Thus, eventually, the determination as to which documents are part of the “infallible” teaching magisterium and which ones are not comes down to a question of interpretation whereby one has to exercise his own judgement in this regard.
        I realise that this post has gone long enough, but I merely wish to be clear as to where I am coming from, and as I’ve pointed out in the previous post, I really have no real interest in debating the merits of Protestantism versus Catholicism, but I am more interested in a “live” meta-issue concerning what it means to be part of a “living church”, etc. In a sense for me, the Roman ship has long sailed for me, and that if I were ever interested in going more “high church”, I would probably go for SSPX or Eastern Orthodoxy which in a “real”, “live” and existential sense, provides that sort of stability and certainty which is the core appeal of high church denominations and which is severely diminished in the current Roman Church.
        If I may end off with a quote from Cardinal Manning, a contemporary of Cardinal Newman, he alone, out of most Roman theologians, seem to realise that the complexities of church history and writings cannot by itself bear the weight of the claims of the Roman Church, and he utterly denounces grounding the Roman faith upon history, antiquity or the past, but simply upon the present voice of the living Church whose announcement at each present moment exhaustively enunciates the entirety of the Roman faith regardless of what the church has written or said in the past,

        The other objection I shall touch but briefly. It is often said that Catholics are arbitrary and positive even to provocation in perpetually affirming the indivisible unity and infallibility of the Church, the primacy of the Holy See, and the like, without regard to the difficulties of history, the facts of antiquity, and the divisions of Christendom. It is implied by this that these truths are not borne out by history and fact: that they are even irreconcilable with it: that they are no more than theories, pious opinions, assumptions, and therefore visionary and false.

        We very frankly accept the issue. No Catholic would first take what our objectors call history, fact, antiquity and the like, and from them deduce his faith ; and for this reason, the faith was revealed and taught before history, fact or antiquity existed. These things are but the basis of his faith, nor is the examination of them his method of theological proof. The Church, which teaches him now by its perpetual living voice, taught the same faith before as yet the Church had a history or an antiquity. The rule and basis of faith to those who lived before either the history or antiquity of which we hear so much existed, is the rule and basis of our faith now.

        But perhaps it may be asked: If you reject history and antiquity, how can you know what was revealed before, as you say, history and antiquity existed ? ‘I answer : The enunciation of the faith by the living Church of this hour, is the maximum, of evidence, both natural and supernatural, as to the fact and the contents of the original revelation. I know what are revealed there not by retrospect, but by listening.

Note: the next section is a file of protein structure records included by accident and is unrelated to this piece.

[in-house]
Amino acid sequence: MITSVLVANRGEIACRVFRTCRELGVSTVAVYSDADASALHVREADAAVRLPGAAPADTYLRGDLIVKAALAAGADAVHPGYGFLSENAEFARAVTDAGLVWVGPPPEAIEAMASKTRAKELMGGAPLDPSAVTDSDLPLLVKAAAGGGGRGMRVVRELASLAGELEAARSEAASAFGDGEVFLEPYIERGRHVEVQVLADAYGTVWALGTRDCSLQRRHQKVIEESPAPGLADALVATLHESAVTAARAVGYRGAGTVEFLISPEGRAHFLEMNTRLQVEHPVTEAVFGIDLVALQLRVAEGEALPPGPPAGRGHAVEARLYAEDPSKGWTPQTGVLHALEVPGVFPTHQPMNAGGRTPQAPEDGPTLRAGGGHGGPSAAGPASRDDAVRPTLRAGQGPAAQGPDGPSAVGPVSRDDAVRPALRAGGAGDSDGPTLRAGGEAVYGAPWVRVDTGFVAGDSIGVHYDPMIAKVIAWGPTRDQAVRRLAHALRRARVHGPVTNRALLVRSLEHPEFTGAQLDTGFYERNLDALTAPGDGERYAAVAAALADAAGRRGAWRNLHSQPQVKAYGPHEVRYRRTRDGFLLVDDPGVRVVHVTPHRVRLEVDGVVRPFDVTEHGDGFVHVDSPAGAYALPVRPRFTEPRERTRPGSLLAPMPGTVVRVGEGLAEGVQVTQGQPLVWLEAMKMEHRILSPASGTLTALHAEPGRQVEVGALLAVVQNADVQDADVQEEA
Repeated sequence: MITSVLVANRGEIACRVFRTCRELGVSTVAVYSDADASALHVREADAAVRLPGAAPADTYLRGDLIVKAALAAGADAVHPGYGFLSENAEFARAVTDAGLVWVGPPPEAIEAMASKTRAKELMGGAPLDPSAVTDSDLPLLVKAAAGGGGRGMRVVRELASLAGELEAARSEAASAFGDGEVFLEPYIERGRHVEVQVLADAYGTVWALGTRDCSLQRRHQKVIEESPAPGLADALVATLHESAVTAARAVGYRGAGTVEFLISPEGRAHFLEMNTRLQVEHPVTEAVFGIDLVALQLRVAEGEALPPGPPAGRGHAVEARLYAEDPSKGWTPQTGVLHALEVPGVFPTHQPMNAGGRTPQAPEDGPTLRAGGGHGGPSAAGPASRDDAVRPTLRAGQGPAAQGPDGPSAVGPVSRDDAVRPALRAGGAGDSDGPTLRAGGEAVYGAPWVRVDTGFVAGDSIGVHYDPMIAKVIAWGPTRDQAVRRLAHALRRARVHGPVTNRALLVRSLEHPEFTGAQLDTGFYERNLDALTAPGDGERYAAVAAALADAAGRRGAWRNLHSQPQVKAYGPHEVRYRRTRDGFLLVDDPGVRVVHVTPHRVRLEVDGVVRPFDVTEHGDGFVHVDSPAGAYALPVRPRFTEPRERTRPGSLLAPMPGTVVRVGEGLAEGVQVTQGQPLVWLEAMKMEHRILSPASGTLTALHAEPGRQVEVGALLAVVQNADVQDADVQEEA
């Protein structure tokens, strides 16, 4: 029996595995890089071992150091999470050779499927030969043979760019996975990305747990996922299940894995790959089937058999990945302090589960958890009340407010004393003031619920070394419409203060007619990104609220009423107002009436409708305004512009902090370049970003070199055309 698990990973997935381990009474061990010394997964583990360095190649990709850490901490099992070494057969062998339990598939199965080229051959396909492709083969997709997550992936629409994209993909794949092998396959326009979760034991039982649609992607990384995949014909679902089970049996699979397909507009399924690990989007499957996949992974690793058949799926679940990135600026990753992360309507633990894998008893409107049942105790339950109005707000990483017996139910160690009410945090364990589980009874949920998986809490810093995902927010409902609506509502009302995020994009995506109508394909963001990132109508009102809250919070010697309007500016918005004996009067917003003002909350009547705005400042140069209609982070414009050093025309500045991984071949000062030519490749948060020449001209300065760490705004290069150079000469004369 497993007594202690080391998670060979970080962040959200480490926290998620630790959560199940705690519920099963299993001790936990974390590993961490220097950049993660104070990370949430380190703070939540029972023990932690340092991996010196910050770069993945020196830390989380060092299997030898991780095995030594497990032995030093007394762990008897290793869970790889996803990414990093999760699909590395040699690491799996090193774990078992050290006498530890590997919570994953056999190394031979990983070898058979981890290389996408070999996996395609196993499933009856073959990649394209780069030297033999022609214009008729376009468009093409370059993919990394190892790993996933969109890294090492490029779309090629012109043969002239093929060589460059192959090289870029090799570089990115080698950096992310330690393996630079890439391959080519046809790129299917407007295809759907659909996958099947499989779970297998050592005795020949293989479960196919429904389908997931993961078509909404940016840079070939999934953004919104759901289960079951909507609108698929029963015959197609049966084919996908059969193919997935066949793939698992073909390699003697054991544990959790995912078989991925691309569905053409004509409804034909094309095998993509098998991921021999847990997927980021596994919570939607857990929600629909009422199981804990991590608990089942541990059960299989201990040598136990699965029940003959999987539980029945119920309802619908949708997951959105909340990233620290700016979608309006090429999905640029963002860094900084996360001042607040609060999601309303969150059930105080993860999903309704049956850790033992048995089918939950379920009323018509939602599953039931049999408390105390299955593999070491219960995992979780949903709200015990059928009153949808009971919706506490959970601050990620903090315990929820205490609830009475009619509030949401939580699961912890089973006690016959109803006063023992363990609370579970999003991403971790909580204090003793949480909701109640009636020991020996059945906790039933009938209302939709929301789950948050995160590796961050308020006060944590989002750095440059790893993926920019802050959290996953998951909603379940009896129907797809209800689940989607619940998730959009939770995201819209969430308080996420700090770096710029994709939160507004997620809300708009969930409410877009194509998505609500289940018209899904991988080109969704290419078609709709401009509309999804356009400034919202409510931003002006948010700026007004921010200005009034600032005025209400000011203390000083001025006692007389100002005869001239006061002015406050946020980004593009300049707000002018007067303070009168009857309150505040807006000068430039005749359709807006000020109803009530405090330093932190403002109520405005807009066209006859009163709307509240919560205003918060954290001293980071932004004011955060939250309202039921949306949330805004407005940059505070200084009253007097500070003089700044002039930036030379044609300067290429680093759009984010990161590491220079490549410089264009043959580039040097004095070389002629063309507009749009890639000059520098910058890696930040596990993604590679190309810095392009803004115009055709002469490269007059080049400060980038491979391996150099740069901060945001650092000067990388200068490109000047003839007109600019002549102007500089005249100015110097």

-The Temporal Mission of the Holy Ghost

        Indeed if in the words of Cardinal Newman, to be deep in history is to cease to be Protestant, than Cardinal Manning clearly believes that to be deeper in history is to cease to be Roman Catholic.

      • Dominic:
        Well, you see herein lies the problem. They do contradict. It is well-known that St Thomas Aquinas and St Bernard of Clairvaux denied the immaculate conception, …

        Since when do the opinions of private theologians – however eminent – count as Magisterial at all, let alone infallible?

      • As to the bit in the CCC, what is objectionable about it? Moral responsibility (culpability) does actually depend on circumstantial and subjective factors, and pastorally leading a penitent to the truth isn’t a one-size-fits-all recipe. This has no bearing on the absolute objective moral impermissibility of masturbation.

        I guess I can only say, there would be many conservative Catholics who would disagree with you, which simply reinforces my point that interpreters of the faith, and the Scriptures, are themselves as much in need of interpretation, and when there are interpretations, there would inevitably arise conflicts of interpretation. Thus, the irony of course, that your argument is simply one interpretation of the church’s teaching amongst many other interpreters of the church’s teaching.

        I actually agree completely with the abstract point, though I don’t think contraception makes the best example. No set of texts produced by a Magisterium (or any author) is capable of nullifying the requirement to actually think and judge. People who think that having a Magisterium eliminates the need to make judgements and determinations for onesself, and that that is the reason to be Roman Catholic, are just being foolish.

        But this simply nullifies one of the key (rhetorical) benefits of having a Magisterium, the settlement of disputes of interpretation, or the end of the need for interpretative judgement. The rhetoric is always that having a centralised authoritative Magisterium is necessary to interpret the faith rightly and settle disputes about interpretation of the Scriptures, especially when compared to the Protestant “chaos” of the pluarity of interpretations.